This machine marked Atari Corp.'s last big push into the workstation market. The MEGA STe and the Falcon030 were released after this system, but they weren't aimed at business quite the same way that this system was. The TT was doomed almost from the beginning. A 50 MHz 68030 was already on the market at the time, and the 68040 wasn't too far off. A 32 MHz Processor/16 MHz bus system just didn't sound powerful enough to the workstation market. Multitasking was the big buzz word in 1990/1991, and this system was not designed to handle it. Multitasking was offered by Atari Corp. in 1993, with the release of MultiTOS. This multitasking version of TOS took advantage of the TT's MMU, which offered multitasking as well as memory protection.
Another problem was that Atari Corp. didn't release Unix for the TT until mid-1992. By the end of that year, Atari Corp. dropped all Unix development. A special version of the TT, the TT/X, was designed to be a UNIX station. It was supplied with UNIX System V R4 and WISH (an extension of OSF Motif), as well as a collection of free software utilities including GCC.:A-1 In the boot screen for "Atari System V", as the manual called it, the operating system's kernel identified itself as "UniSoft UNIX (R) System V Release 4.0.:B-1
All TTs were made up of both custom and commercial chips:
- Custom chips
- TT Shifter "TT Video shift register chip" — Enabled bitmap graphics. Featured a 64-bit wide bus with interleaved access to ("dual purpose") system memory and on-chip buffers for high bandwidths. Contiguous 32 KB memory for ST modes, 154 KB for TT modes.
- TT GLU "Generalized Logic Unit" — Control logic for the system used to connect the STs chips. Not part of the data path, but needed to bridge chips with each other. Used in TT and MEGA STE.
- DMA "Direct Memory Access" — Three independent channels, one for floppy and hard drive data transfers, one for the SCSI port and one for 85C30 SCC network port. Direct access to ("dual purpose") system memory in the ST. 2 chips used.
- MCU "Memory Control Unit" — For system RAM.
- Support chips
- MC6850P ACIA "Asynchronous Common Interface Adapter" — Enabled the ST to directly communicate with MIDI devices and keyboard (2 chips used). 31.25 kBaud for MIDI, 7812.5 bit/s for keyboard.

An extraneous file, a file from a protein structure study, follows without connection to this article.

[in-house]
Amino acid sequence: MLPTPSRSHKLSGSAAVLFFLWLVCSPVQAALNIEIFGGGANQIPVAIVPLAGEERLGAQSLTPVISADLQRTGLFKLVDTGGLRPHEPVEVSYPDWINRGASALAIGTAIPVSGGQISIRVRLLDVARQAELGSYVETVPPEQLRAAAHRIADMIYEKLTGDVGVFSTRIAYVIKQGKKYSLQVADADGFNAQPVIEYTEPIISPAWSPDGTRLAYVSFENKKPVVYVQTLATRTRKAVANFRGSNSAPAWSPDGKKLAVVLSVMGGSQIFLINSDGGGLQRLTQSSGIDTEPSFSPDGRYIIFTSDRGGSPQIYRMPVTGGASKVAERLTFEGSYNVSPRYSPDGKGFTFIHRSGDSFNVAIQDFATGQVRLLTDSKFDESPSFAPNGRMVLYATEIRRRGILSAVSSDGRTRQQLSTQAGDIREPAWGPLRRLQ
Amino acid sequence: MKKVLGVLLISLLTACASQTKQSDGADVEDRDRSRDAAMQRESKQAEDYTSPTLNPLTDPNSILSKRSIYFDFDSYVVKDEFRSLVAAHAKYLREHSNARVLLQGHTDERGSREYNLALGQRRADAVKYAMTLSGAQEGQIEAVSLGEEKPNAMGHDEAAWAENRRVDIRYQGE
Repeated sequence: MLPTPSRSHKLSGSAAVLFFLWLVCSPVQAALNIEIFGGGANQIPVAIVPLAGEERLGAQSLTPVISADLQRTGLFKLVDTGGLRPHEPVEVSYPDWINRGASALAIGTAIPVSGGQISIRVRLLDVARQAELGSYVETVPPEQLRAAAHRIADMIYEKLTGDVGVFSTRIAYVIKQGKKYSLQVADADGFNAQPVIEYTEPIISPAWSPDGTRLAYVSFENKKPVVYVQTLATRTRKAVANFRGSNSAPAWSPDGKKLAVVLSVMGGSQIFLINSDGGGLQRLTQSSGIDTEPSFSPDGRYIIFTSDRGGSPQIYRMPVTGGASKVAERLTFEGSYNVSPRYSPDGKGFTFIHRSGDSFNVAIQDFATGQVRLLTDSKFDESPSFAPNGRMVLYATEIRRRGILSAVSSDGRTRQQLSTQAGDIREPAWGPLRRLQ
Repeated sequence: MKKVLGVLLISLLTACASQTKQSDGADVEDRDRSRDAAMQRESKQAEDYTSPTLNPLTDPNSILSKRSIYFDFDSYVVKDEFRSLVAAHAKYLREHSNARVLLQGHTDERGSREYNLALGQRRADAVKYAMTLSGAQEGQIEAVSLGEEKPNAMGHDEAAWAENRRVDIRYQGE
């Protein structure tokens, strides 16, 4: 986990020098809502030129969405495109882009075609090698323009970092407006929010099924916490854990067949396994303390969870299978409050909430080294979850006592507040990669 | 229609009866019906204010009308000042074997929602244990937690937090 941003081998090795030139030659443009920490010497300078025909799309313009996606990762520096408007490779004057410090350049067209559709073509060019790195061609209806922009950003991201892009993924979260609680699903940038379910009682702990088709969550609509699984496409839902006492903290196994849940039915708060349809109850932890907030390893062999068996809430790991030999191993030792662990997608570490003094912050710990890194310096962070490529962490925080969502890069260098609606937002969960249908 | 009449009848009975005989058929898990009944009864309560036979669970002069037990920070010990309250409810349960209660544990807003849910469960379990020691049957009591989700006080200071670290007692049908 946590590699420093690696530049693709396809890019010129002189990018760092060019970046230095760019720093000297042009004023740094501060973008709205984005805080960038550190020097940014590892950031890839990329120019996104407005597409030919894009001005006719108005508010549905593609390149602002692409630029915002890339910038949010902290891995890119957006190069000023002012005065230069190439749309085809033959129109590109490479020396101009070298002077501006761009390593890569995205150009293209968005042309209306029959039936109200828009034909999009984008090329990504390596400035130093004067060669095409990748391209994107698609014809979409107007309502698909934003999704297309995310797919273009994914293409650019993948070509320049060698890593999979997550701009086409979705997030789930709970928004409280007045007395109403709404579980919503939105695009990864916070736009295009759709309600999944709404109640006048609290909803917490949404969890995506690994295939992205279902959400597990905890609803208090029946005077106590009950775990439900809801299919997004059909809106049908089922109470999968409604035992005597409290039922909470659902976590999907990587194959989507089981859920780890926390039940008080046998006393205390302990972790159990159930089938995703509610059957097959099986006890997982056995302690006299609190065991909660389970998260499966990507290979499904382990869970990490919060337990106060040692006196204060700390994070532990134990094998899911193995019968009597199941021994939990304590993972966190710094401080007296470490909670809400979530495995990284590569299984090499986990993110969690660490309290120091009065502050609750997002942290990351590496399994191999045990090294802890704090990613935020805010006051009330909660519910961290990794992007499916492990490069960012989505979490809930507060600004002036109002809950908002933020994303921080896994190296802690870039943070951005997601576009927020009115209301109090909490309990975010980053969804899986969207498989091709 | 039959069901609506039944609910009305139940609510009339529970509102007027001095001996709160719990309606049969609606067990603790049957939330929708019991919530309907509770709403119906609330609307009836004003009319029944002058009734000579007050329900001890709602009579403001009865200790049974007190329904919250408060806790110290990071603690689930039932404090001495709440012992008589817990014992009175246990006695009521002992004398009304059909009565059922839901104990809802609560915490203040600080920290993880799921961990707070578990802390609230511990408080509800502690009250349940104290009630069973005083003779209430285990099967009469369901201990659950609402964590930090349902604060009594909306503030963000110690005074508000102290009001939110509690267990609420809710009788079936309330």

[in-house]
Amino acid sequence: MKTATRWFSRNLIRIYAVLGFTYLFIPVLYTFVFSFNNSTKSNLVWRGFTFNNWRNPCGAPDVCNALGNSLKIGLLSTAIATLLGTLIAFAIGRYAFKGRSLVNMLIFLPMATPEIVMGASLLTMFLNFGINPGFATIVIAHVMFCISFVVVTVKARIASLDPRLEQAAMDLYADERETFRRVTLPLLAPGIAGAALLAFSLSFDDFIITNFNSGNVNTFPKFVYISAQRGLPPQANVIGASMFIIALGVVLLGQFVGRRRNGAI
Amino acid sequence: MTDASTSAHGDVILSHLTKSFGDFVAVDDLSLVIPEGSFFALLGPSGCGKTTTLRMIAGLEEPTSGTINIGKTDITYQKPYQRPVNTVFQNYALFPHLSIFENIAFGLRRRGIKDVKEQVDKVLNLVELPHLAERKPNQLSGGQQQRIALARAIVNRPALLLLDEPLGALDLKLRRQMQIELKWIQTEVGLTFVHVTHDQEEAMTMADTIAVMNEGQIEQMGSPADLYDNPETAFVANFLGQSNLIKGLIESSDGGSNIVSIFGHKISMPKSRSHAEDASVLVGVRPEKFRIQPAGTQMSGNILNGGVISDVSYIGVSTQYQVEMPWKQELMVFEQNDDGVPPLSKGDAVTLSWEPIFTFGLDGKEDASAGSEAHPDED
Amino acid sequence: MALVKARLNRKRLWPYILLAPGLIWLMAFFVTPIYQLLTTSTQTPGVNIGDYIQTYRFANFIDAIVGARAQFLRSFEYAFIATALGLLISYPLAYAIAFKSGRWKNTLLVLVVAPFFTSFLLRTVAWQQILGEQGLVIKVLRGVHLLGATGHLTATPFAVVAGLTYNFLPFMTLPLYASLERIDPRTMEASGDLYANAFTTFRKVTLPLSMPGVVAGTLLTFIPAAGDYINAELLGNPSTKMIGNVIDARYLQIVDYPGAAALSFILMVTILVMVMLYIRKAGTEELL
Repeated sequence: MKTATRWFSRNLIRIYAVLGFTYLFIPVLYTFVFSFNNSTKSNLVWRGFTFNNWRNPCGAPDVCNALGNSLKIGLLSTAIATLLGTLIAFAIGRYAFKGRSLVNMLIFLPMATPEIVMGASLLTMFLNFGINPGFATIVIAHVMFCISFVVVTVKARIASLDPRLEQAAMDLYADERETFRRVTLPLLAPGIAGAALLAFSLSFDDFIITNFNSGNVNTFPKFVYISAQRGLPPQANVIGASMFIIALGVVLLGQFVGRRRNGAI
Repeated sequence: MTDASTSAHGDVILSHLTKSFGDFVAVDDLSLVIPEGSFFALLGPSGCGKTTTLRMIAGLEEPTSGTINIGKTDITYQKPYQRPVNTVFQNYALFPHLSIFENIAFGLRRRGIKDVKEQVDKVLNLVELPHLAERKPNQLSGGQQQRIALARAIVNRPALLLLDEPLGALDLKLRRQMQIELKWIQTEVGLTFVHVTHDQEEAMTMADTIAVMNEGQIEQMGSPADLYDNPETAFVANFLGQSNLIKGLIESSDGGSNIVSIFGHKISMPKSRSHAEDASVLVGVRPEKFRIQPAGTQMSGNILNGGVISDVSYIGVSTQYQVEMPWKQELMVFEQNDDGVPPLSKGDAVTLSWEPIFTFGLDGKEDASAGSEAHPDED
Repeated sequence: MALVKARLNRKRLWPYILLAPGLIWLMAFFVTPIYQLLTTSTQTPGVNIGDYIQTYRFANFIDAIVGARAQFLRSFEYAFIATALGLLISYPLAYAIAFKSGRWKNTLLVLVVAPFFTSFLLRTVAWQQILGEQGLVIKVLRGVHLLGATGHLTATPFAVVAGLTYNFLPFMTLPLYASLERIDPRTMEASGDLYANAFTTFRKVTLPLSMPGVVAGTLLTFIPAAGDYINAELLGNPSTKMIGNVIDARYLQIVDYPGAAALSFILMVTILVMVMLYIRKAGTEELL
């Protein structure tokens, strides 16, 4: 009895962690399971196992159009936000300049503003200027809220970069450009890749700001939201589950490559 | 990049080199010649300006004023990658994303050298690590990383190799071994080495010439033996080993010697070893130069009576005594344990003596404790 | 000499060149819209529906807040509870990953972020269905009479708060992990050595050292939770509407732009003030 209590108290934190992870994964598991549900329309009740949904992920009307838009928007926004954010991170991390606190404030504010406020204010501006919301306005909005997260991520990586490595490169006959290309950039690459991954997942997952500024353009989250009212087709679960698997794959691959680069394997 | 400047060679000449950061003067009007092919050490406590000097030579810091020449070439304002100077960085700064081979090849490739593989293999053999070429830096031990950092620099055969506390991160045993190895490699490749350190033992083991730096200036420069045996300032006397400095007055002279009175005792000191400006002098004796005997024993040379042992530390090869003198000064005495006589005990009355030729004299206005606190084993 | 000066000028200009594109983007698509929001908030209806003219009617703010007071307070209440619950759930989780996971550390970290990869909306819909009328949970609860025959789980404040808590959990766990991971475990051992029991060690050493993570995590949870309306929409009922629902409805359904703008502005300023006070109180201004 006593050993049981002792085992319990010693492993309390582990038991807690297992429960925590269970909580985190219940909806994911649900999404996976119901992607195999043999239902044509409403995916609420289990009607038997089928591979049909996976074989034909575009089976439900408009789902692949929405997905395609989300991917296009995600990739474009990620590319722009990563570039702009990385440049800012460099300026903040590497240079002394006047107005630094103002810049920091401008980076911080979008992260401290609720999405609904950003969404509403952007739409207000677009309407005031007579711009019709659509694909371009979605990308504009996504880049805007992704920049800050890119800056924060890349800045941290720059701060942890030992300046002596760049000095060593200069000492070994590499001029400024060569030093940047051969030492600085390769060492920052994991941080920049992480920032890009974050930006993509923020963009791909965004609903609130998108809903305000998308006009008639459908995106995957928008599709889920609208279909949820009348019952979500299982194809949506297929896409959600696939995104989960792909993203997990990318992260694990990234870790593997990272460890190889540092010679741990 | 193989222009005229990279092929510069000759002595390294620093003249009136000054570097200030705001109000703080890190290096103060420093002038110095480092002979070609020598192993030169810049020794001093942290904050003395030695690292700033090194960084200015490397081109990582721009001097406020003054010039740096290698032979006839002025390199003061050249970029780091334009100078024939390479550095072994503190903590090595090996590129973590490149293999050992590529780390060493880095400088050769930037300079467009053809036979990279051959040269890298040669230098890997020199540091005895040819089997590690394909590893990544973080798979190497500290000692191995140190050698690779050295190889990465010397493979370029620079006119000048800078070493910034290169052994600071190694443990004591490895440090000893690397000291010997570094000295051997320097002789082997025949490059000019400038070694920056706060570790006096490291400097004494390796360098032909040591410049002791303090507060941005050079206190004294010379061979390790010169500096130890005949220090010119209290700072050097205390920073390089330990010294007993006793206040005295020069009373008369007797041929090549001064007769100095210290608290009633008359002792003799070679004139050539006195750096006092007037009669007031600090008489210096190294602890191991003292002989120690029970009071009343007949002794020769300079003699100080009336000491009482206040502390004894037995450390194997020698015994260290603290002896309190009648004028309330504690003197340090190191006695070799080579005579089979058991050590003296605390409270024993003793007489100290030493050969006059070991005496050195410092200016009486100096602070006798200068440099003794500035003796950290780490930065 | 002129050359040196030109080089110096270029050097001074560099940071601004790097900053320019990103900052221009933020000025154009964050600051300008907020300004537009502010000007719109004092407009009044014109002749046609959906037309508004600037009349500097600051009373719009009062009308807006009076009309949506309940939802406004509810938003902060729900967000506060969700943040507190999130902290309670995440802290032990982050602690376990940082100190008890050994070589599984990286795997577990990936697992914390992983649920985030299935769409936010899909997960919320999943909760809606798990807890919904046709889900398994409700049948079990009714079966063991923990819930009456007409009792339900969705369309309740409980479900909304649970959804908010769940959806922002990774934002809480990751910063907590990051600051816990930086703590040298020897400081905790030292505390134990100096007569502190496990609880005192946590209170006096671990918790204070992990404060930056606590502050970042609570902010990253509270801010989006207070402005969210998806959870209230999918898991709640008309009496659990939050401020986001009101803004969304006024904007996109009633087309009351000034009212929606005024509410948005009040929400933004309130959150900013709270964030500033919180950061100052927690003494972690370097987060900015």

- MC68901 MFP "Multi Function Peripheral" — Used as an interrupt controller, timers and RS232C ports (2 chips used).
- NCR 5380 "SCSI Controller" — 8-bit asynchronous transfers up to 4 MB/s.
- WD-1772-PH "Western Digital Floppy Disk Controller" — Floppy controller chip.
- Zilog 85C30 SCC "Zilog Serial Communications Controller" — Two high-speed SDLC serial ports.
- YM2149F PSG "Programmable Sound Generator" — Provided 3-voice sound synthesis, also used for floppy signalling and printer port.
- HD6301V1 "Hitachi keyboard processor" — Used for keyboard scanning and mouse/joystick ports.
- MC146818A "Motorola Real Time Clock"
- CPU: Motorola 68030 @ 32 MHz (system bus @ 16 MHz)
- FPU: Motorola 68882 @ 32 MHz
- Sound: Yamaha YM2149 + National LMC 1992, same as in STe
- Drive: 1.44 MB (later version) or 720 KB (first TT version) 3½" floppy disk drive
- Operating System:
- Display modes:
- Color: 320×200 (16 color), 320×480 (256 colors), 640×200 (4 colors), 640×480 (16 colors), palette of 4096 colors
- Duochrome: 640×400 (2 colors)
- Monochrome: 1280×960 mono TT high with ECL 19 in (483 mm) TTM195 monitor
- Case: Two-piece desktop-style.
- Release Date: 1990-1991
The (at least) two versions of the TT can be distinguished by:
- Internal sheet plate (old) or coating (new) for electromagnetic compatibility
- CPU and FPU on daughter board (old) or directly on main board (new)
- 1.44 MB HD floppy drive (720 KB DD floppy drive on older models)
- Hatari is able to emulate an Atari TT on a variety of different OS's using the SDL library.
- Atari Coldfire Project - Atari computer clone
- The All-American TT, by Atari Explorer Technical Staff, Atari Explorer Magazine© 1991 Atari Corp.
- The Power of a Workstation, The New Atari TT Computer, August 1989, Atari Corporation
- Sub: The Atari TT: 68030, Atari has announced its new TT 68030 based Computer at COMDEX and Hannover in recent months., Topic 35, Sat June 10, 1989, R.MOYER1, Atari Roundtables (BBS)on GEnie
- The Future of Atari Computing:TT and STE Unveiled in Germany, By Andrew Reese, Start Editor, Start Vol. 4 No. 5 / December 1989 / p. 14
- Atari System V Developer's Guide. Atari Computer Corporation. 1991.
- Guillaume Tello's WEB page What to do with a TT? Some hardware expansions detailed
- Download page Programs for Atari, mostly for the TT.
- ASV Archive page Atari System V unofficial webpage.